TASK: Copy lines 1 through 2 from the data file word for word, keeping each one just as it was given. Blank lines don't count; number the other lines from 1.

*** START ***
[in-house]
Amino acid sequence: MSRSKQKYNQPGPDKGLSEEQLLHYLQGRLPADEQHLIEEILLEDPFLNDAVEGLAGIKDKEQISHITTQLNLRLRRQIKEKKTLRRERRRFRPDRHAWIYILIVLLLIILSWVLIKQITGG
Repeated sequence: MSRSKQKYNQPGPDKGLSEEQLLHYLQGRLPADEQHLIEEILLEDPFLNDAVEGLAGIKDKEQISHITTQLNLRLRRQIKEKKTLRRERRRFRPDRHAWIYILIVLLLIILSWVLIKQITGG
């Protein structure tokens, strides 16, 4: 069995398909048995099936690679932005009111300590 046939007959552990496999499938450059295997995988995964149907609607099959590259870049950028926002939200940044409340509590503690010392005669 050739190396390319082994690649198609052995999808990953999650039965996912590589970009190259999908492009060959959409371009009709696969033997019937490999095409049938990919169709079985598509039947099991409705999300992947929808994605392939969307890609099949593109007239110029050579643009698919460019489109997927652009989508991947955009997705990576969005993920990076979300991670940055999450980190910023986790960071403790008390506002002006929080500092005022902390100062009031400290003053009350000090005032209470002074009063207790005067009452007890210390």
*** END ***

[in-house]
Amino acid sequence: MSRSKQKYNQPGPDKGLSEEQLLHYLQGRLPADEQHLIEEILLEDPFLNDAVEGLAGIKDKEQISHITTQLNLRLRRQIKEKKTLRRERRRFRPDRHAWIYILIVLLLIILSWVLIKQITGG